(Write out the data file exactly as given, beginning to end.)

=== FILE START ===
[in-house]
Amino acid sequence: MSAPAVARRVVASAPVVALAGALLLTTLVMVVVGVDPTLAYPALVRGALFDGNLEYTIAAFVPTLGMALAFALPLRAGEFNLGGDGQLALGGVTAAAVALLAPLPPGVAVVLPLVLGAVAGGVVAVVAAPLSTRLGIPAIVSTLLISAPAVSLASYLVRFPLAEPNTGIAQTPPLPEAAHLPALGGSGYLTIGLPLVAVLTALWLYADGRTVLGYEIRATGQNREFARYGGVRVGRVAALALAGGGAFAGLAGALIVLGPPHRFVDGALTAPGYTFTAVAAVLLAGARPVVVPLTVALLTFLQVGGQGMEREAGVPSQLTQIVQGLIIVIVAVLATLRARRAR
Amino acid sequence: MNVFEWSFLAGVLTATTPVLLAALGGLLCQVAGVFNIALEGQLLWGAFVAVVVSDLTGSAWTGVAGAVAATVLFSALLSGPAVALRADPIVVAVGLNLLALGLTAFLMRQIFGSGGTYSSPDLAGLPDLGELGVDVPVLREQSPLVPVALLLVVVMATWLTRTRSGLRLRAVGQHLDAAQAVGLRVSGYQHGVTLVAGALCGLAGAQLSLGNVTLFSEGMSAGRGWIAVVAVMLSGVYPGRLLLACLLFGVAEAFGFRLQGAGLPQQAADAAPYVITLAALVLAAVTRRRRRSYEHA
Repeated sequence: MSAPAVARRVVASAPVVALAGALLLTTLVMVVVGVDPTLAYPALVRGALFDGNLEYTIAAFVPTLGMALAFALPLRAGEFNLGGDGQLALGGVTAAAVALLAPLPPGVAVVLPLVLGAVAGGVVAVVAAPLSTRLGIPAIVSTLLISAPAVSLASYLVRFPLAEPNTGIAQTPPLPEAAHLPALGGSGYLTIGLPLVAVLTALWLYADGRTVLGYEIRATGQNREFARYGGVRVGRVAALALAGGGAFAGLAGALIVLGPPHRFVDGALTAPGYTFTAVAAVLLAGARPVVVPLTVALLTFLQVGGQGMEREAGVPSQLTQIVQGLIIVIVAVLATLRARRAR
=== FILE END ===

[in-house]
Amino acid sequence: MSAPAVARRVVASAPVVALAGALLLTTLVMVVVGVDPTLAYPALVRGALFDGNLEYTIAAFVPTLGMALAFALPLRAGEFNLGGDGQLALGGVTAAAVALLAPLPPGVAVVLPLVLGAVAGGVVAVVAAPLSTRLGIPAIVSTLLISAPAVSLASYLVRFPLAEPNTGIAQTPPLPEAAHLPALGGSGYLTIGLPLVAVLTALWLYADGRTVLGYEIRATGQNREFARYGGVRVGRVAALALAGGGAFAGLAGALIVLGPPHRFVDGALTAPGYTFTAVAAVLLAGARPVVVPLTVALLTFLQVGGQGMEREAGVPSQLTQIVQGLIIVIVAVLATLRARRAR
Amino acid sequence: MNVFEWSFLAGVLTATTPVLLAALGGLLCQVAGVFNIALEGQLLWGAFVAVVVSDLTGSAWTGVAGAVAATVLFSALLSGPAVALRADPIVVAVGLNLLALGLTAFLMRQIFGSGGTYSSPDLAGLPDLGELGVDVPVLREQSPLVPVALLLVVVMATWLTRTRSGLRLRAVGQHLDAAQAVGLRVSGYQHGVTLVAGALCGLAGAQLSLGNVTLFSEGMSAGRGWIAVVAVMLSGVYPGRLLLACLLFGVAEAFGFRLQGAGLPQQAADAAPYVITLAALVLAAVTRRRRRSYEHA
Repeated sequence: MSAPAVARRVVASAPVVALAGALLLTTLVMVVVGVDPTLAYPALVRGALFDGNLEYTIAAFVPTLGMALAFALPLRAGEFNLGGDGQLALGGVTAAAVALLAPLPPGVAVVLPLVLGAVAGGVVAVVAAPLSTRLGIPAIVSTLLISAPAVSLASYLVRFPLAEPNTGIAQTPPLPEAAHLPALGGSGYLTIGLPLVAVLTALWLYADGRTVLGYEIRATGQNREFARYGGVRVGRVAALALAGGGAFAGLAGALIVLGPPHRFVDGALTAPGYTFTAVAAVLLAGARPVVVPLTVALLTFLQVGGQGMEREAGVPSQLTQIVQGLIIVIVAVLATLRARRAR